Solipsism Gradient

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Browsing Posts published in December, 2005

Resolutions for 2006

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Next year, I (hopefully) will…

– Make backups. At least once a year. Even of things that are supposed to be backed up already.

– Make sure the backups are readable on a different machine.

– Make local copies of things instead of trusting that the download will be available “forever”.

– Read the fine print on all insurance policies.

– Trust first impressions.

– Distrust builders and contractors.

– Rebuild this site.

– Post at least once a day.

– Be able to get back to Cocoa programming…

Re: End of an era

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Posted by Rafael Fischmann:
“Los Angeles Times” fecha edição nacional

da Ansa, em Nova York

Depois de 13 anos o jonal “Los Angeles Times” fechará, na próxima semana, sua edição nacional. A decisão de interromper a distribuição na costa leste dos Estados Unidos foi feita para poupar custos.

Além disso, segundo seus administradores, considera o fato de que o jornal é “amplamente lido pela internet”.

“No decorrer do último ano, percebemos que nosso público da costa leste lê o jornal na web”, disse David Garcia, porta-voz do “Los Angeles Times”, observando que o fim da edição nacional será compensado por um aumento da dedicação ao site do jornal na internet (

Segundo Garcia, o veículo também muda “para dar mais luz à cobertura de Washington, que em nossa opinião é a melhor em toda a América”.

O fim da edição nacional coincide com uma fase de corte de custos no prestigiado jornal, que recentemente demitiu 85 jornalistas.

A few extra comments on the Dharma/Yellow Box rumor. By the way, Wil Shipley has also weighed in with similar reasons against a YB revival:

Seriously, people. Apple doesn’t WANT your current Intel machine to run Mac OS X software. If it could, they wouldn’t be able to sell you a new machine in June of 2006. Trace the dollars! How would Apple profit from this?

It’s been demonstrated (by the previous Yellow Box) that big developers won’t just write their software once for Yellow Box and then “call it good” on Windows. Hell, Adobe can hardly be convinced to come out of the CFM closet, much less dump their Windows codebase in favor of a Cocoa one.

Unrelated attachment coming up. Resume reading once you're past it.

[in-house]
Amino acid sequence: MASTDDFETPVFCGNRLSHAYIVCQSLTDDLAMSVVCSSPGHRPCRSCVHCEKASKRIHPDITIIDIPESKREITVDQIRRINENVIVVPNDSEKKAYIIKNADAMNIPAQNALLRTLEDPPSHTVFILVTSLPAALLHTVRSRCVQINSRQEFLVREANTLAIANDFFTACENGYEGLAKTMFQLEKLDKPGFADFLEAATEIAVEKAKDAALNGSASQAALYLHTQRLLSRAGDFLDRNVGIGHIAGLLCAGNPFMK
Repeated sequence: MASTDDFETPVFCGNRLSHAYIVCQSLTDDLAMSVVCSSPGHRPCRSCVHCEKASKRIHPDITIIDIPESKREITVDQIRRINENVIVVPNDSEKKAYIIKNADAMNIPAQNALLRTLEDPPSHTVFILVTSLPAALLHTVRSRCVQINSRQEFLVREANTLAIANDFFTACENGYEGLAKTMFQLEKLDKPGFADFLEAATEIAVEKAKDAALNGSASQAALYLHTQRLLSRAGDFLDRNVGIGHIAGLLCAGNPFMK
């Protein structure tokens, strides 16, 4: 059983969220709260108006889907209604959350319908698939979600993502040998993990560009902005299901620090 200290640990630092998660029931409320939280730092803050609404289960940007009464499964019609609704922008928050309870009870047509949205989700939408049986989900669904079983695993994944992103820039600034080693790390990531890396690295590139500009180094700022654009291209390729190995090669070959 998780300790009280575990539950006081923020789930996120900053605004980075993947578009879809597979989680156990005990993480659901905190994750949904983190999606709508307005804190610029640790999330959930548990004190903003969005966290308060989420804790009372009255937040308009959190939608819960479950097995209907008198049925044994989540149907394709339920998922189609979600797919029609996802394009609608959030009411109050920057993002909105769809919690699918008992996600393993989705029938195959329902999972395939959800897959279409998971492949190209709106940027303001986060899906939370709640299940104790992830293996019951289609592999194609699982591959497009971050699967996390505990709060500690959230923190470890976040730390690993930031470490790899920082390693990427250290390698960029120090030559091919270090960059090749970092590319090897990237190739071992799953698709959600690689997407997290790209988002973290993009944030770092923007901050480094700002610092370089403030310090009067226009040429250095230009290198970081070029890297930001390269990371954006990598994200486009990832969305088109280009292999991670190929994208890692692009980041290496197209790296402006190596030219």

I agree that for small developers YB might, just possibly, be an alternative way to write new cross-platform applications, even with all the juggling they’d have to do to accomodate platform-specific stuff. There are some cross-platform frameworks around, but I personally don’t know any compelling small apps that use them – then again, I don’t use Windows myself on a regular basis, and when I have to, I just use the included apps.

Still, I can’t see Apple reviving YB just to help small developers break into the Windows market. There’s only one substantial cross-platform framework they still support – QuickTime – and there their motives are very different.

On the other hand, Apple has been known to invest into cross-platform frameworks strictly for their own use; for instance, iTunes on Windows certainly uses some in-house Carbon compatibility layer, as well as parts of QuickTime. Should Apple decide to rewrite iTunes in Cocoa on both platforms, some in-house version of YB would certainly come in handy; the same would apply if Apple decided to port some other major app to Windows – Safari is often cited as a candidate for that.